Al-Thani last year successfully bid on coins including a $3.25 million single gold piece from the ancient Greek city of Pantikapaion that bears the head of a bearded satyr, according to the Oct. 9 lawsuit filed in Washington by A.H. Baldwin, M&M Numismatics LLC of Washington and Dmitry Markov Coins & Medals of New York.
Charlotte Ward, a spokeswoman for SJ Berwin in London, declined to comment on the ruling. A London number for Al-Thani was disconnected and the spokeswoman for the law firm named on court documents as representing Al-Thani said they weren’t involved.
Al-Thani was head of Qatar’s National Council for Culture, Arts and Heritage and is a “significant collector of valuable antiques and fine art,” SJ Berwin said.
Al-Thani pledged the world’s most expensive watch and other collectibles valued at almost $83 million to Sotheby’s in November to cover debts owed to the auction house, according to court documents filed at the New York Department of State in October.
Madoff Money on Way to Victims ‘Fast as Possible,’ DOJ Fund Says
The Madoff Victim Fund controlled by the U.S. Justice Department said it will distribute $2.4 billion in forfeitures from the Jeffry Picower estate “as fast as possible” once all eligible recipients are known.
The statement came in answer to calls for an update from victims of the fraud, according to the Madoff Victim Fund’s four-month-old website. The money is part of a $7.2 billion settlement by the widow of Picower, one of Bernard Madoff’s largest individual investors, of a lawsuit accusing Picower of having known of the fraud, which robbed customers of about $17 billion in principal.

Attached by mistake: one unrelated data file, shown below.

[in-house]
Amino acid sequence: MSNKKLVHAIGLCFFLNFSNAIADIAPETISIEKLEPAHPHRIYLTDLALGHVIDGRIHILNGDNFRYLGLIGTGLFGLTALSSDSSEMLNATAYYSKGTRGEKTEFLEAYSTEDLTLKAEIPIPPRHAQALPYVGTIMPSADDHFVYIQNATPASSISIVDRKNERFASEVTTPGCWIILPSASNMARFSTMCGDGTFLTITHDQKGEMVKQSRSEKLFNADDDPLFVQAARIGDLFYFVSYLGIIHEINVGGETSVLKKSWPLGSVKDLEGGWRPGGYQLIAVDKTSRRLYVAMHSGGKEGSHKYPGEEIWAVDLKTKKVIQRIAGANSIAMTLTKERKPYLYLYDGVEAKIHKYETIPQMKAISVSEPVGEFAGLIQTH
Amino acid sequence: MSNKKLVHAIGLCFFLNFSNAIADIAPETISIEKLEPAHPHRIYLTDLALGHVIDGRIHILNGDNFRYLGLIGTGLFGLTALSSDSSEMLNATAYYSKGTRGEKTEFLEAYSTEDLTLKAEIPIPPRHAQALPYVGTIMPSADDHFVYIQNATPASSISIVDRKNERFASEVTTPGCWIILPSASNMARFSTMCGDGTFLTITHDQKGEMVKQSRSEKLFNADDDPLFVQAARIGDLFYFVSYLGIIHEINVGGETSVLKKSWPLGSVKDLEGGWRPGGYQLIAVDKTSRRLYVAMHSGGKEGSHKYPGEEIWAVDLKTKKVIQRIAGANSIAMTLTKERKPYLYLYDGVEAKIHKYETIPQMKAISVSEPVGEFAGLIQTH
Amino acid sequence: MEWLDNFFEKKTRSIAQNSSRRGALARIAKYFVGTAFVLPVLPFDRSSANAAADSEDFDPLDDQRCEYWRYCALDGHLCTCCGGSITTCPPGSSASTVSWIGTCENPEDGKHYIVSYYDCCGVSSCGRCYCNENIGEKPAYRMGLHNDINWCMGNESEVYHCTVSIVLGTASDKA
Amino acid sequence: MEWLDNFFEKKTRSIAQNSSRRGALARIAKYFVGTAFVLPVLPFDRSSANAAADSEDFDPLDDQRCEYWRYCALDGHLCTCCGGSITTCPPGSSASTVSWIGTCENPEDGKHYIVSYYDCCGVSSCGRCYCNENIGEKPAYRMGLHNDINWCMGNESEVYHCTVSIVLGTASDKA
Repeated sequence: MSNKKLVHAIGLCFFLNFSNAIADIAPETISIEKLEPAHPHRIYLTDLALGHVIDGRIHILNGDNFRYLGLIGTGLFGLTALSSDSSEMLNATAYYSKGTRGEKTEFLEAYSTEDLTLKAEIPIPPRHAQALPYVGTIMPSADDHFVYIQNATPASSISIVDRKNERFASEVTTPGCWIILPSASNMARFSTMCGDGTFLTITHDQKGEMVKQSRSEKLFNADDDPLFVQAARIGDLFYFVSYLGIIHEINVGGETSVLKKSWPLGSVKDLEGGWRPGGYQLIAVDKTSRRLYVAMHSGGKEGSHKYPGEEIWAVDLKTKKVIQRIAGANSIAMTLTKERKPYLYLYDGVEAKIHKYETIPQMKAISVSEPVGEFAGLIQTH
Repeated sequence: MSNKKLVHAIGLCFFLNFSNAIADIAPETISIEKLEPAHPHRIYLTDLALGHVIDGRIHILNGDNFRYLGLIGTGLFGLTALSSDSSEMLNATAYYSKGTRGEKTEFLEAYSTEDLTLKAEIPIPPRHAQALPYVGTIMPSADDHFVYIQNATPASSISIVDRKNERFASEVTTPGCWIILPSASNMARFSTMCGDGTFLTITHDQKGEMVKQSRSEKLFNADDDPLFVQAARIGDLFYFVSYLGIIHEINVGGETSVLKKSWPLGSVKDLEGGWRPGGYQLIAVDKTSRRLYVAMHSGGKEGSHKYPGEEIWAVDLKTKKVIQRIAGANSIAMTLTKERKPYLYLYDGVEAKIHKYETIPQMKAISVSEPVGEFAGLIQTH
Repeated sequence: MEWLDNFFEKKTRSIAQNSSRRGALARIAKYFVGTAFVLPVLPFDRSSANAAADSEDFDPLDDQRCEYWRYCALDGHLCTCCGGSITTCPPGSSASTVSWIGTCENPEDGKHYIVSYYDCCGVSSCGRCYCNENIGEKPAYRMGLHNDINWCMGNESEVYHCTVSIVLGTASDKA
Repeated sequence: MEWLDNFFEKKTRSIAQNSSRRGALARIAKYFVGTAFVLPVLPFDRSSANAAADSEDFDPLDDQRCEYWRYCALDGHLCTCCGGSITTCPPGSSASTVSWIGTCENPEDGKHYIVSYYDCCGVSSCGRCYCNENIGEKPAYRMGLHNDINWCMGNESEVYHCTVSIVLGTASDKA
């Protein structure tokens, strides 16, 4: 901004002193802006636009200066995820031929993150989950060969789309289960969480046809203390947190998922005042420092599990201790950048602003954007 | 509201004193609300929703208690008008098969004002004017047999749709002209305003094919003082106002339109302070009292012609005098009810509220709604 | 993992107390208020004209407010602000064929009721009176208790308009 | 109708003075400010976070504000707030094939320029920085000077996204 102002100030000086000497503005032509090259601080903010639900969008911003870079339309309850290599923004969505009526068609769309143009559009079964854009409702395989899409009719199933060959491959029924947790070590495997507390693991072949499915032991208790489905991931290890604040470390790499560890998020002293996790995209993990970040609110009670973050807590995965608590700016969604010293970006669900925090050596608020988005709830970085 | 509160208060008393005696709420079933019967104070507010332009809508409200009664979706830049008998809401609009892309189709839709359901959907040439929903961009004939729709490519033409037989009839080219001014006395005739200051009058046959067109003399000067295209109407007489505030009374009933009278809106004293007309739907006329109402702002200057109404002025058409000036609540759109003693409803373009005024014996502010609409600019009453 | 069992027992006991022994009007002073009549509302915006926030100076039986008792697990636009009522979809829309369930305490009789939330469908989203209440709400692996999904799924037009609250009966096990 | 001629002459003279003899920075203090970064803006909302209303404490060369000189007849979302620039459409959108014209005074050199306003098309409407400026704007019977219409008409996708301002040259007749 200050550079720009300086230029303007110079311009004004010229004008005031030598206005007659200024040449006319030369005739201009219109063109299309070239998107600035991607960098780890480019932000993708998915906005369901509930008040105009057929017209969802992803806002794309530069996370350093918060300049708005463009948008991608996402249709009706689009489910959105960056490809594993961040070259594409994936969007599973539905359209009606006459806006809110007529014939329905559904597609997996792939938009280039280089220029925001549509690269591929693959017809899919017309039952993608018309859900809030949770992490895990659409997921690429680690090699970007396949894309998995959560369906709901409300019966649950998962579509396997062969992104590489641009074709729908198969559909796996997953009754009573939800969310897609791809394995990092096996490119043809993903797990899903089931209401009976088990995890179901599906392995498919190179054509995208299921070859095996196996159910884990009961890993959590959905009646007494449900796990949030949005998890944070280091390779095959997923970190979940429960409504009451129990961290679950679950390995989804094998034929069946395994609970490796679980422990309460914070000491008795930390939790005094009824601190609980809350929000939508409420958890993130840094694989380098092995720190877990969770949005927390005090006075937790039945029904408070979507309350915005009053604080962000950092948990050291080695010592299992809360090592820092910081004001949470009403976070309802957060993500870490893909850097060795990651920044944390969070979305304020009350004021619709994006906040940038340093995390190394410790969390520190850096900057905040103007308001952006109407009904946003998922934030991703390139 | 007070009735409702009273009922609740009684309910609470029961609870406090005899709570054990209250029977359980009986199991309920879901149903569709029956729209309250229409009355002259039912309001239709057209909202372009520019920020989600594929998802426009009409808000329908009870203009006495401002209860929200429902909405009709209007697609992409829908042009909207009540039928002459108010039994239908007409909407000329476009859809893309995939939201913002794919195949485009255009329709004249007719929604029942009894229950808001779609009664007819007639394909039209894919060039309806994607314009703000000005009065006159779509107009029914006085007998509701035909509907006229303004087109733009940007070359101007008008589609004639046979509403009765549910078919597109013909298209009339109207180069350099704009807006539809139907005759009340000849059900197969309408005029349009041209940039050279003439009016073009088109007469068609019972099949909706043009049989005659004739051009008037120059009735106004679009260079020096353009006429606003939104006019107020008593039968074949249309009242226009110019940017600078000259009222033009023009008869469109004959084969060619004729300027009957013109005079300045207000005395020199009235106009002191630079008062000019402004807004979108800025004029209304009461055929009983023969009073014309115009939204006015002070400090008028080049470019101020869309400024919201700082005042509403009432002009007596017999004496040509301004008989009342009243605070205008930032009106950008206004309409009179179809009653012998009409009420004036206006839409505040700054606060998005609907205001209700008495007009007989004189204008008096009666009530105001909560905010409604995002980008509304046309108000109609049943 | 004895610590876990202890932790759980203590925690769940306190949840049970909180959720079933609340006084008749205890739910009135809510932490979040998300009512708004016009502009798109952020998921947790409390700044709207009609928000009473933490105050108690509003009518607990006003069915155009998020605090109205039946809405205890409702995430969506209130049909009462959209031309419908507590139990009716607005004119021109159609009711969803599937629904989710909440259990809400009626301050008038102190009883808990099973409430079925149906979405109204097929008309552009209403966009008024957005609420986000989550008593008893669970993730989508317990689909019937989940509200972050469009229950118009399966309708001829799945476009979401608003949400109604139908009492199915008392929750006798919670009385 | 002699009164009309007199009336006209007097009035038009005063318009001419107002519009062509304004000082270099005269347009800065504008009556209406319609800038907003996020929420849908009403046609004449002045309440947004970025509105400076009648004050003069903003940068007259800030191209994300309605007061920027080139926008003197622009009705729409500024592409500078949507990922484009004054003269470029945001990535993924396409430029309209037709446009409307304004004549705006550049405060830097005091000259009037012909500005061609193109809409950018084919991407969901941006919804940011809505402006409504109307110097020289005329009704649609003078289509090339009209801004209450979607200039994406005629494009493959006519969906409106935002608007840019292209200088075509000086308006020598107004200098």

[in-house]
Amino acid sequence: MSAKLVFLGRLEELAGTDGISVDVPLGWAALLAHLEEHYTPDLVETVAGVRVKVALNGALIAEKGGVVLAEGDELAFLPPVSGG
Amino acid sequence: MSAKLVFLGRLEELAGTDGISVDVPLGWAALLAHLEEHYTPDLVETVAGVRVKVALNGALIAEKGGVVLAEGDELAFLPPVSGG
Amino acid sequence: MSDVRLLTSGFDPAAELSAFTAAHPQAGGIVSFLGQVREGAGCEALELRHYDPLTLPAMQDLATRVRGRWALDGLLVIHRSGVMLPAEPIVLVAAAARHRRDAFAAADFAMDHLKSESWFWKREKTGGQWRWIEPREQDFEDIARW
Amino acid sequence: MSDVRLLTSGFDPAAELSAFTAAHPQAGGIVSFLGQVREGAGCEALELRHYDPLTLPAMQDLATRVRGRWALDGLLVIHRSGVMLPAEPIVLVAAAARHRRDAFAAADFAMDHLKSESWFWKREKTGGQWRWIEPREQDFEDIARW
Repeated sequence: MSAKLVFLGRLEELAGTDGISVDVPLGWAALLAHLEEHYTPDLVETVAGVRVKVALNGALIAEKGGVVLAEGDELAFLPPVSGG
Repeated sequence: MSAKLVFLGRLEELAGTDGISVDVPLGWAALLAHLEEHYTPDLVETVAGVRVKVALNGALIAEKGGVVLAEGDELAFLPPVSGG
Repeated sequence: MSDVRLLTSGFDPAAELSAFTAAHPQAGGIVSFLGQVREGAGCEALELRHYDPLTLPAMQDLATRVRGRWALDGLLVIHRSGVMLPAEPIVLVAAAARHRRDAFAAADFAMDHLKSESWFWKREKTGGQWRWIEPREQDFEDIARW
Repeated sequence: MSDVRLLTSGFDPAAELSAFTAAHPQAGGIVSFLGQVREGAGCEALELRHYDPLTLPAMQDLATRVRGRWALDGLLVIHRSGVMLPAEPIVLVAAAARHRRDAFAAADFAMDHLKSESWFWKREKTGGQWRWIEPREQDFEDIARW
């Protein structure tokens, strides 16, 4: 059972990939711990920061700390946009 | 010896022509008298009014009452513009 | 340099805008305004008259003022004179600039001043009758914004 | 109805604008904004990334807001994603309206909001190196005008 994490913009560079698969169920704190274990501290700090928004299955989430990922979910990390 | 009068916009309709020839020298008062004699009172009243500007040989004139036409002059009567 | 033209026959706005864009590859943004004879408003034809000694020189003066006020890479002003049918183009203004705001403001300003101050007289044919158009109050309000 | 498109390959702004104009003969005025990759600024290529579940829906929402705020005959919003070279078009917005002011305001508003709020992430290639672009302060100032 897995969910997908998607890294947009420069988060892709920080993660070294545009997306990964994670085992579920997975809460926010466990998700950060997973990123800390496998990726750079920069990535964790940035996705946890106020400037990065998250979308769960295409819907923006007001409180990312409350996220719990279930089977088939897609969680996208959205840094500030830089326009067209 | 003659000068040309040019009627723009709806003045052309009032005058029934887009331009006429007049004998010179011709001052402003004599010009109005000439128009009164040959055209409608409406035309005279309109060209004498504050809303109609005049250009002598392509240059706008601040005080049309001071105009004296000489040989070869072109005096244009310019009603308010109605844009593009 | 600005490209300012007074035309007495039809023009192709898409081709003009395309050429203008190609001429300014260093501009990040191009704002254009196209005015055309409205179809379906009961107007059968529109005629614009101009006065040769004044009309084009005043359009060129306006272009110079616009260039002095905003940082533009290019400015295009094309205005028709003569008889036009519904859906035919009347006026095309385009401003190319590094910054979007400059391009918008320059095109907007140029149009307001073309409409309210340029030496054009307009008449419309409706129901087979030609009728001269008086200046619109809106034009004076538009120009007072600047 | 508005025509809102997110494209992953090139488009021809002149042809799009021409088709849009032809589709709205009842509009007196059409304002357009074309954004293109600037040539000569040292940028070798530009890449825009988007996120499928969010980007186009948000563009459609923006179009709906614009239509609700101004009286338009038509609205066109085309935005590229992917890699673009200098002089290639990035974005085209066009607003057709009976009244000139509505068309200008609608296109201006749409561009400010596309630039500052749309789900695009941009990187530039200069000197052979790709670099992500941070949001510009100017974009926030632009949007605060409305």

A federal judge approved the settlement in March 2012 and the trustee liquidating Madoff’s bankrupt brokerage distributed his $5 billion share of the Picower money a year ago, when a former Madoff customer lost her legal bid to challenge her exclusion from the payout.
Any perceived delay by the government in distributing its share of the money relates to definitions of who is eligible, according to the Justice Department’s fund. While the trustee for the Madoff firm’s estate uses bankruptcy law to decide which customers should be compensated, the fund must screen the conman’s investors for victims, according to its website.
“The legal definition of ‘victim’ is different,” the fund said. “The MVF must analyze carefully the circumstances under which eligible customers are also ‘victims,’ as well as whether there are ‘victims’ who were not recognized as ‘customers’ in the bankruptcy proceedings.”
While the fund said it can’t yet set a date for the payout, “the process is moving forward toward necessary decisions in the relatively near term.” Madoff customers can look for updates on the site “approximately every 45 days, or as the MVF has news to report.”
The Madoff brokerage liquidation case is Securities Investor Protection Corp. v. Bernard L. Madoff Investment Securities LLC, 08-bk-01789, U.S. Bankruptcy Court, Southern District of New York (Manhattan).
Vilar’s Lawyer Has Relationship With Co-Defendant, U.S. Says
The lawyer representing technology investor Alberto Vilar, who faces resentencing for his 2008 conviction for stealing from clients, is in a romantic relationship with his co-defendant, prosecutors said.
Vivian Shevitz’s relationship with Gary Tanaka, “by all appearances, would impair Ms. Shevitz’s duty of loyalty to Vilar and cloud her judgment with respect to Tanaka,” Justice Department lawyers said in a letter Sept. 20 to U.S. District Judge Richard Sullivan in Manhattan.
The U.S. lawyers submitted a proposed list of questions for the two former Amerindo Investment Advisors Inc. partners to make sure that they understood the potential conflict of interest of the lawyer, who represents them both in the case, and that they knowingly and voluntarily waive the possible conflict.
The U.S. Court of Appeals in New York last month reversed the sentences of the two men and sent the case back to Sullivan. The 2008 jury convictions weren’t overturned on appeal.
Shevitz didn’t immediately return a phone message after regular business hours seeking comment on the letter.
The case is U.S. v. Vilar, 05-00621, U.S. District Court, Southern District of New York (Manhattan.)